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No sub-prime miracle cure, says OECD chief economist

Increased scrutiny; borrower education; pugnacious rating analysis needed

(MADRID) The surge in short-term rates caused by rising defaults of US sub-prime mortgages exposed ‘serious imperfections’ in the way global credit and housing markets function, OECD chief economist Jean-Philipe Cotis said.

‘Recent developments have revealed serious imperfections in the functioning of US housing markets and, more broadly, in credit markets worldwide,’ said Mr Cotis, chief economist at the Organisation for Economic Cooperation and Development.

Mr Cotis suggested that increased supervision of US sub-prime mortgages, more information and education for borrowers, and more ‘pugnacious’ analysis from credit rating companies, may help avoid future losses of confidence.

‘More transparency also seems to be called for in credit markets,’ Mr Cotis said. ‘I don’t think there’s a miracle cure readily available.’

Some so-called asset-backed securities lost more than 50 per cent before credit agencies downgraded them in July.

US Senate Banking Committee chairman Christopher Dodd said last month that the rating agencies’ failure to act sooner caused ‘great damage’.

Meanwhile, the Dutch central bank said that uncertainty has risen in the Netherlands’s financial system over the past six months and the full impact of the recent increase in borrowing costs ‘cannot be determined’.

The outlook for the financial system depends on ‘the extent to which the decreasing risk tolerance among investors continues and how much farther it spreads’, the central bank said in a report issued yesterday.

The European Central Bank and other monetary authorities around the world injected more than US$350 billion into money markets last month to prevent a wider crisis as investors shunned assets linked to US mortgages and corporate borrowing costs rose.

The US sub-prime meltdown has revealed that ‘unfavourable developments in one segment could lead to an overall deterioration of the market climate’, the Dutch central bank said. The ‘direct exposures’ of Dutch financial service companies to the sub-prime mortgage market are ‘relatively limited’, according to the report.

Meanwhile, tight money markets showed no sign of let-up in a liquidity squeeze caused by banks clamming up on lending over the past month as they scrambled to calculate exposure to mass defaults in the US sub-prime mortgage market.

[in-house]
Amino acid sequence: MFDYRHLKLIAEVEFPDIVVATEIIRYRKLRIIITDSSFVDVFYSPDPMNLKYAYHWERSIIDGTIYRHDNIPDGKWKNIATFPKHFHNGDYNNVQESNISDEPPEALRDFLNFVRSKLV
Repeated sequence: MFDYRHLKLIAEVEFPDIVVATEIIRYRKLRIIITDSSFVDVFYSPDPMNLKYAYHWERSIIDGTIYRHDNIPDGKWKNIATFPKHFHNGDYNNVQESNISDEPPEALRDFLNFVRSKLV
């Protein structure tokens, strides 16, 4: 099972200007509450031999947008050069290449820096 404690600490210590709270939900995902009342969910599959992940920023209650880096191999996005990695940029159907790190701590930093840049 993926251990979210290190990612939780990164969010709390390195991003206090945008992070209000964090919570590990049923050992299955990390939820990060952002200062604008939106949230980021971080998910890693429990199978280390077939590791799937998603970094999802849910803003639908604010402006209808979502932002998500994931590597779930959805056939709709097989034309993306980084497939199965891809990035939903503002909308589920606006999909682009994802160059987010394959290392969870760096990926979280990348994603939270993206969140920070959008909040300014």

Australia held interest rates steady yesterday, the first piece in a monetary jigsaw which investors expect to show euro zone policy on hold and a US rate cut in response to a global credit crisis.

Overnight interbank lending rates in the euro zone approached six-year highs, after Tuesday’s injection of liquidity by the ECB failed to sate demand for ready cash.

‘The fact that overnight is trading so high at the moment shows that the cash is not spreading out across the system, there are institutions which are struggling to get short-term needs filled,’ said a euro zone trader.

In Britain, sterling three-month money rates hit fresh 81/2-year peaks. The Bank of England – which has stood back until now – decided to act, but focused on overnight rates.

The BOE raised its aggregate reserves target for the next month by 6 per cent and said that it stood ready to add 25 per cent more if overnight interest rates stayed high.

It said that it aimed to ‘relieve some pressure on interest rates for overnight borrowing which have, at times during the maintenance period over the past month, been unusually high’.

The Reserve Bank of Australia does not explain its reasoning when leaving interest rates steady but has been striving daily to add liquidity to the banking system as market rates climbed.

The Bank of Canada was expected to follow Australia’s example late yesterday, and the European Central Bank and the BOE are seen keeping rates on hold today, while the calming of market turmoil depends overwhelmingly on the delivery of an expected Federal Reserve rate cut on Sept 18.

The Fed is expected to cut rates at its meeting after chairman Ben Bernanke said last week that he would take any steps needed to shelter the economy from the credit squeeze.

Richmond Fed president Jeffrey Lacker said on Tuesday that he would back a rate cut if the evidence showed slowing growth and lower inflation, but said that the case was not yet made.

‘If evidence arrives that we need a policy move, of course I will consider it and I will take that evidence seriously,’ he said.

‘That evidence would be of the nature of information that alters the outlook for real spending and inflation.’

Further diagnosis of the US economy will be provided later by the Fed’s Beige Book on regional economic conditions, while tomorrow’s August non-farm payrolls figures loom large.

 

Source: Bloomberg, Reuters (Business Times 6 Sept 07)

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